County weighs foreclosures as liens increase to $3 million
Spokane County commissioners are prepared to get tough on people who haven’t paid their sewer bills.
The county has 1,800 delinquent sewer accounts and has filed property liens against the worst offenders.
The total of unpaid sewer bills subject to liens is $3 million.
That amount is up from $2.1 million a year ago. The average lien value is $1,795.
The commissioners approved a plan to send notices to all customers with liens on their properties, warning that the county could move to foreclose and take the properties if the amounts are not paid.
More than 90 percent of the delinquencies are for service to single-family homes.
Under a proposal before the commissioners, foreclosure action could be pursued on 70 or more of the largest delinquencies. The worst of them are valued in excess of $30,000.
Bills may include initial hookup fees and an accumulation of monthly service fees, late penalties and interest. Some property owners have several houses with sewer liens.
Utilities Director Bruce Rawls said it would be the first time that the county has used foreclosure against sewer delinquencies.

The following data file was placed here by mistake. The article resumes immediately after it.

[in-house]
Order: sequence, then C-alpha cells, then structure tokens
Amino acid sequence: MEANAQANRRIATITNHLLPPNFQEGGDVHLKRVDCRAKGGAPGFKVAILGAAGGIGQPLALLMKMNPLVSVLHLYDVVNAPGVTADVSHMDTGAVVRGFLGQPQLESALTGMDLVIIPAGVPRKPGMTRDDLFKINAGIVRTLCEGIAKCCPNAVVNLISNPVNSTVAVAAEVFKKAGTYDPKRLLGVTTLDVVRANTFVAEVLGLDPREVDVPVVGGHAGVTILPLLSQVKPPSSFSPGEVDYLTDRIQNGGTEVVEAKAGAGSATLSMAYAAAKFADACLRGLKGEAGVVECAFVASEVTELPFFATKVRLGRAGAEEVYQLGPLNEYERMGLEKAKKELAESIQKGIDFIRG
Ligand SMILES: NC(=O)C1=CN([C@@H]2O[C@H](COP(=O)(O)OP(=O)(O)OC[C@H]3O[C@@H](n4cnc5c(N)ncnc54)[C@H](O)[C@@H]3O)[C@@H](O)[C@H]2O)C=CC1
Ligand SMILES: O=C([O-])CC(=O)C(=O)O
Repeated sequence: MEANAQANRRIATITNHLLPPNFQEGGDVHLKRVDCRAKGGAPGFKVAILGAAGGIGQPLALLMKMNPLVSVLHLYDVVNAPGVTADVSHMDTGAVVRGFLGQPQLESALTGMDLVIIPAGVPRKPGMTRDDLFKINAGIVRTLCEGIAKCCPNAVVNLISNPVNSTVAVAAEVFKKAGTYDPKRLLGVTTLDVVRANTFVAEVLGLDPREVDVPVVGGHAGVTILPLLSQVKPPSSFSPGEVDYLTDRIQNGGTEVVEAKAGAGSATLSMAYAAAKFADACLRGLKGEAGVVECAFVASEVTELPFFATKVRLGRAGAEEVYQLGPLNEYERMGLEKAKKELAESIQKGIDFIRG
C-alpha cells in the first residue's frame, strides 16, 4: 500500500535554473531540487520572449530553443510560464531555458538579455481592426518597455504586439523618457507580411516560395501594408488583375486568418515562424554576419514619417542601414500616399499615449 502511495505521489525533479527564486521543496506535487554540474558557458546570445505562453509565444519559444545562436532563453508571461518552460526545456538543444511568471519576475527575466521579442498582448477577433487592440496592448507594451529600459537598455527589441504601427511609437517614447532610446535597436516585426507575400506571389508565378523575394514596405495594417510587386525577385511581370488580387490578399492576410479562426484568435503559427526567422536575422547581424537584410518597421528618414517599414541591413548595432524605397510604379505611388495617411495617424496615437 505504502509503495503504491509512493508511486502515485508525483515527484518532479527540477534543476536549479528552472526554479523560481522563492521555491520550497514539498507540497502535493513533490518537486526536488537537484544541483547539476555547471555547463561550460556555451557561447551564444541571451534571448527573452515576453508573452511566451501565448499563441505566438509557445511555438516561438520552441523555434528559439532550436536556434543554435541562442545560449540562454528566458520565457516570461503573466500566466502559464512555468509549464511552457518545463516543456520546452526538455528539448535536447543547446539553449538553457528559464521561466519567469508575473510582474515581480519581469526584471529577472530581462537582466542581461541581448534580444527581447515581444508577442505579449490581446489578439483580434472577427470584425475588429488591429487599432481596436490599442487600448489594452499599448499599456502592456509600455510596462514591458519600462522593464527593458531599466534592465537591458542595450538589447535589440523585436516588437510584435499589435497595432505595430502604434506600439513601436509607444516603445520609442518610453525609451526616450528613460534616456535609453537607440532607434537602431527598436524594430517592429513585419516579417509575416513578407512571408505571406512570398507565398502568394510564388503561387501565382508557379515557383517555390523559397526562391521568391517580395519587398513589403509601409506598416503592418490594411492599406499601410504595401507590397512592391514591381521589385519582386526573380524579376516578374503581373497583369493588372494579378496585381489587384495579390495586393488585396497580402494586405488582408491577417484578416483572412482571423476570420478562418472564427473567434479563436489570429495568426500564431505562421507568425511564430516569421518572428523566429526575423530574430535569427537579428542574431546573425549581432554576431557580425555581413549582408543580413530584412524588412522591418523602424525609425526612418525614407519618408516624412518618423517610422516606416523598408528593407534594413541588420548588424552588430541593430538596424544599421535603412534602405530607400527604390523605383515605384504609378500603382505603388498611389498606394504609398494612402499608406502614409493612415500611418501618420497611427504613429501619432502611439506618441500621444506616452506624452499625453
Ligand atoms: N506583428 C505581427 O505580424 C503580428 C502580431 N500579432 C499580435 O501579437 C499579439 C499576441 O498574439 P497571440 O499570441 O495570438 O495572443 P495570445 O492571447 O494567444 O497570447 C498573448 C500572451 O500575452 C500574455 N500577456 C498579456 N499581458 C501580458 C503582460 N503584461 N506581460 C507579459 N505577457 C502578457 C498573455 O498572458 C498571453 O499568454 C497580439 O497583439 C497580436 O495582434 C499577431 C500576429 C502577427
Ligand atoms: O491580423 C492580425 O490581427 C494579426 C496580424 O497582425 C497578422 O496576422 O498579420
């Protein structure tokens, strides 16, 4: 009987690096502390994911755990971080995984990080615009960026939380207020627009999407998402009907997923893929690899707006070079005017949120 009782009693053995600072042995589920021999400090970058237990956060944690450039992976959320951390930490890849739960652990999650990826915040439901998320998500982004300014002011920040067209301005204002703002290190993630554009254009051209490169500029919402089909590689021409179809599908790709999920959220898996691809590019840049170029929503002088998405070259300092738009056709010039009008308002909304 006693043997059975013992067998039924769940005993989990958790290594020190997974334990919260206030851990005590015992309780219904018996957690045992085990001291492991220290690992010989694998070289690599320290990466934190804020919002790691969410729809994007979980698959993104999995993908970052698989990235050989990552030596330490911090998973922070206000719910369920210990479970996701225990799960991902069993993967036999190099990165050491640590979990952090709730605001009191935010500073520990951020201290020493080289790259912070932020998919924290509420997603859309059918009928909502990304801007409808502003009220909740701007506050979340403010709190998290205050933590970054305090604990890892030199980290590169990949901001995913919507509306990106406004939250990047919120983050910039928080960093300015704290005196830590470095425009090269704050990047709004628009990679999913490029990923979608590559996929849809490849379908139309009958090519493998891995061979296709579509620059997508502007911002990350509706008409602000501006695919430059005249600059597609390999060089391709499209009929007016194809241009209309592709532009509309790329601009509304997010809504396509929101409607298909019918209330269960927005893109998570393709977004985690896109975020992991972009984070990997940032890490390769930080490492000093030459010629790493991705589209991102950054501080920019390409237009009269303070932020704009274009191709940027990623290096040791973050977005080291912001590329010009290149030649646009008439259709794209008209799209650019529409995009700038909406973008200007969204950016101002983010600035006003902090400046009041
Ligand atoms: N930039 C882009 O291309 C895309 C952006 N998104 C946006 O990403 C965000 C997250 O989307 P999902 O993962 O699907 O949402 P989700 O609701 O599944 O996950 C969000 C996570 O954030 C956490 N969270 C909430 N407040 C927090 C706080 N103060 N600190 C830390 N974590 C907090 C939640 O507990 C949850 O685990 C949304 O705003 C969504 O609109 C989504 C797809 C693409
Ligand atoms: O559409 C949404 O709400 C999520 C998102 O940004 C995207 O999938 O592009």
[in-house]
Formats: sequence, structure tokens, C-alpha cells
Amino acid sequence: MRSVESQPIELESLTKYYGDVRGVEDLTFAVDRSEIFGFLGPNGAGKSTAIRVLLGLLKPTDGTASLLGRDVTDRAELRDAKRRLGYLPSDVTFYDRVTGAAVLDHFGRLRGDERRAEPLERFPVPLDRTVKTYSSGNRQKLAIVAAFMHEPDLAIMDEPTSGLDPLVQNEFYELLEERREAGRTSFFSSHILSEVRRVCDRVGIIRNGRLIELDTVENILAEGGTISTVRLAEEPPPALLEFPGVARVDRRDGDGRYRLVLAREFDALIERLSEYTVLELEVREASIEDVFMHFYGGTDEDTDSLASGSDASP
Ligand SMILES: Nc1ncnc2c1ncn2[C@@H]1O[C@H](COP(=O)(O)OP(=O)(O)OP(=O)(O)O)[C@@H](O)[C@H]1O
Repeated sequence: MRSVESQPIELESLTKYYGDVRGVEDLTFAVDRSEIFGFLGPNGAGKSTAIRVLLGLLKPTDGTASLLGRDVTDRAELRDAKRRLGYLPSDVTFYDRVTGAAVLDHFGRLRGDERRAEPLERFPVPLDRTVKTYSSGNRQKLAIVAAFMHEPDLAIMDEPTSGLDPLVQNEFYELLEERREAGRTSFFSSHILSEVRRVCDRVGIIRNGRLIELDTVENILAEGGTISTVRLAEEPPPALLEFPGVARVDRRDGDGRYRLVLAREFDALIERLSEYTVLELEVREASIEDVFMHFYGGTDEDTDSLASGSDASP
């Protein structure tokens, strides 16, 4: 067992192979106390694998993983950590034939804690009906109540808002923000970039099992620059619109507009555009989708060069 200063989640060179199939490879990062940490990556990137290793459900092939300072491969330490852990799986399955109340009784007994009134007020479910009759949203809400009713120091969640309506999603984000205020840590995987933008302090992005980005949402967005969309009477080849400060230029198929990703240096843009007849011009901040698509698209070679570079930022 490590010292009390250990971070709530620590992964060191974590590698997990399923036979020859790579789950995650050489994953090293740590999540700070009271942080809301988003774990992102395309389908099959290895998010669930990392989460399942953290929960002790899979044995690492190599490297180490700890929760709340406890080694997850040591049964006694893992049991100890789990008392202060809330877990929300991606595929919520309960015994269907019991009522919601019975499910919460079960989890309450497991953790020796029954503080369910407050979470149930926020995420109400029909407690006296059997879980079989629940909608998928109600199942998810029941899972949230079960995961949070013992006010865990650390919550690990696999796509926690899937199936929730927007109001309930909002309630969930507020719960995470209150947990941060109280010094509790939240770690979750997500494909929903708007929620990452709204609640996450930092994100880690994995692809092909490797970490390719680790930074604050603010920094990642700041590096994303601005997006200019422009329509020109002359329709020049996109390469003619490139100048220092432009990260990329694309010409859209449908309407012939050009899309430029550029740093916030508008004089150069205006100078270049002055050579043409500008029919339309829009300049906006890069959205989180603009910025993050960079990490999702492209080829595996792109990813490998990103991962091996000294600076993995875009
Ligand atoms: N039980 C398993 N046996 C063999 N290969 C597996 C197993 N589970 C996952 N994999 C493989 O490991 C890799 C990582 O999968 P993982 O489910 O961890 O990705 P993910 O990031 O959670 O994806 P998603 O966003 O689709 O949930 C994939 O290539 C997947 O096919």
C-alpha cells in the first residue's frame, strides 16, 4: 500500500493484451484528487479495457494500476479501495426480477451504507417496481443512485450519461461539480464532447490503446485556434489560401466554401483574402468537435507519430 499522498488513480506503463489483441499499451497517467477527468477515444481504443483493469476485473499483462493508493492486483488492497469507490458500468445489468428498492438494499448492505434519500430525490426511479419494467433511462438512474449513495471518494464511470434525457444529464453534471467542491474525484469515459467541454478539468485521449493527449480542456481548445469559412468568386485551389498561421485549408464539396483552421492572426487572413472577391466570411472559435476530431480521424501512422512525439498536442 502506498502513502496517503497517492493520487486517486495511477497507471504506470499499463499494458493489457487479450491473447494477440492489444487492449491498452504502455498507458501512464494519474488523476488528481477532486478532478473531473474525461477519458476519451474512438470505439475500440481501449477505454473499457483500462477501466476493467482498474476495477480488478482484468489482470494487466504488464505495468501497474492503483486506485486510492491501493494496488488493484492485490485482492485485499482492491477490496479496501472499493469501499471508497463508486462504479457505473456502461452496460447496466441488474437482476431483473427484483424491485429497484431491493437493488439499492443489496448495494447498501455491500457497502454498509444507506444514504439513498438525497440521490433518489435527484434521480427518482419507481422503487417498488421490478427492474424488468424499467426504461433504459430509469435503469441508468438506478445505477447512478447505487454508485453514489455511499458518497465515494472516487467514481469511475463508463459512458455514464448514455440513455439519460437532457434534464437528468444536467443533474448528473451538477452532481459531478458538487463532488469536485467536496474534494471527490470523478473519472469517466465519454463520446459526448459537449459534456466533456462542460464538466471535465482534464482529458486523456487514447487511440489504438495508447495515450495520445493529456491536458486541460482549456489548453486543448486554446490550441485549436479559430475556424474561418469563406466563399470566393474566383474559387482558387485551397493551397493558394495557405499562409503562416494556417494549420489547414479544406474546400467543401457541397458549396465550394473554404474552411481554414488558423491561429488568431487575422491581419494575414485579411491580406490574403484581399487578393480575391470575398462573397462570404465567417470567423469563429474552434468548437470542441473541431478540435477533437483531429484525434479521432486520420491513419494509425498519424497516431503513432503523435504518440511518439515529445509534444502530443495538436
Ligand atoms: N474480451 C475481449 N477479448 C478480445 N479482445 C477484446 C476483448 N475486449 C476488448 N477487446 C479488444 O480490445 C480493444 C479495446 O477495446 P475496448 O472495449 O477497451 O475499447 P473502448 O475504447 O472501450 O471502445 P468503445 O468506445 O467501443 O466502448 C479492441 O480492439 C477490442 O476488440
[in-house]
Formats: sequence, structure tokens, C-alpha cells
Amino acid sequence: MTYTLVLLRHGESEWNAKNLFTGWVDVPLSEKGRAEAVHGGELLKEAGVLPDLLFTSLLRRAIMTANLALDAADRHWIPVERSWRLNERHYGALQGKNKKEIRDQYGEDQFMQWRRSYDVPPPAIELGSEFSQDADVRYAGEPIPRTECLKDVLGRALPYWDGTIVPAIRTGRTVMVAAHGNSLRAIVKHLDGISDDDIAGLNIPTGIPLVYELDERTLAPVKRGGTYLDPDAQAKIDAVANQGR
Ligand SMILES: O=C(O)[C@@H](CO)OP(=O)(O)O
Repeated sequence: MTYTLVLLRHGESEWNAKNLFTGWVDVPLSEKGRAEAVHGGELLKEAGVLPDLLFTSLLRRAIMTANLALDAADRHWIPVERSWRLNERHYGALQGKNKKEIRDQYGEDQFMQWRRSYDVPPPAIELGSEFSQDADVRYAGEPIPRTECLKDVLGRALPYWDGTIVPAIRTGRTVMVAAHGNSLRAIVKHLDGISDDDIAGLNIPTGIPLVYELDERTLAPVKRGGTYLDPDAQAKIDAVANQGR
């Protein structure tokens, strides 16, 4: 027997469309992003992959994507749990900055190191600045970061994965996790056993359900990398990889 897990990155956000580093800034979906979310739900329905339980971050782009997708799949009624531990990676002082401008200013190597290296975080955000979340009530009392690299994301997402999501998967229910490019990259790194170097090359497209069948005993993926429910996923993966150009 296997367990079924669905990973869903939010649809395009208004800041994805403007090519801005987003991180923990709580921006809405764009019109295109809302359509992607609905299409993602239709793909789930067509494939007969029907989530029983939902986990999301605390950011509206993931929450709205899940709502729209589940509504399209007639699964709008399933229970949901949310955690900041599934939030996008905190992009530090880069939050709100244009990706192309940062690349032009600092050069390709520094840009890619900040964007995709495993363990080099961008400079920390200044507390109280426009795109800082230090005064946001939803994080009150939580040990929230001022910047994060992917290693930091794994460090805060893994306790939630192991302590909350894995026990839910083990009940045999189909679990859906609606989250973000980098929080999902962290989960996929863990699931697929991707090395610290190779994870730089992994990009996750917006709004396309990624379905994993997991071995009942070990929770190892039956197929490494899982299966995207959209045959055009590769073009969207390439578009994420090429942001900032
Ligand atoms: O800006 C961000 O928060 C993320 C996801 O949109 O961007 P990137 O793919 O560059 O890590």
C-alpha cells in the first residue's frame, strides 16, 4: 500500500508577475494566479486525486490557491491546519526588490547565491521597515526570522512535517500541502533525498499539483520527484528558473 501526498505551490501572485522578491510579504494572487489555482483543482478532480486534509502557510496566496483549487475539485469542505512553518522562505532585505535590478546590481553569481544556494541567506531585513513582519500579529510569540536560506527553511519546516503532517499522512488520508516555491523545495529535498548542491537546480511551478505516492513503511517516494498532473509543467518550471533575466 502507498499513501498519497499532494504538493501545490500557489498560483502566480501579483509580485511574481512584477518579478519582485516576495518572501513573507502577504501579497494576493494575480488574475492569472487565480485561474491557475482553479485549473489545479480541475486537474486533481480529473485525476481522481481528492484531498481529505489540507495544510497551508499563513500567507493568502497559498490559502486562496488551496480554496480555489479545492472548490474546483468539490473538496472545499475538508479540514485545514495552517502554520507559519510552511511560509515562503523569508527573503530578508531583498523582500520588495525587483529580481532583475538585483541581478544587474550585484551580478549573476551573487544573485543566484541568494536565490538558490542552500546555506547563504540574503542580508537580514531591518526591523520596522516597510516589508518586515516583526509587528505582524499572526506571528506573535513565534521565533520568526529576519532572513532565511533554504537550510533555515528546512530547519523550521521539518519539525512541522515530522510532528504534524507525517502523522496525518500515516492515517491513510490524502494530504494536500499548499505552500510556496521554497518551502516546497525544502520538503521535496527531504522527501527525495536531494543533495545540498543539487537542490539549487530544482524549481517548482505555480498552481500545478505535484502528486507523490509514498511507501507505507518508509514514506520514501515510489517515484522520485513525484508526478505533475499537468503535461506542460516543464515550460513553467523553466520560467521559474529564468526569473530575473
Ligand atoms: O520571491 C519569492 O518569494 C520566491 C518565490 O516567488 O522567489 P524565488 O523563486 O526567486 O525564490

He said he never thought the problem would get bad enough for foreclosure, “but I think we are there today.”
Commissioner Todd Mielke asked that the utility staff carefully review each property subject to foreclosure to make sure the property is not troubled in other ways. He also asked that efforts to iron out bugs in the county’s electronic billing and notice system continue.
County liens take precedence over other liens, said chief civil attorney Jim Emacio.
As a result, mortgage lenders might step up and pay off the sewer fees to clear the title to the property, officials said.
The county is going to offer payment plans so that property owners can catch up on their bills through monthly payments rather than through a lump sum.
Foreclosure action won’t occur for several weeks at the earliest, and would be authorized through a formal resolution by the commissioners.
Commercial properties account for only 2 percent of the value of the sewer liens.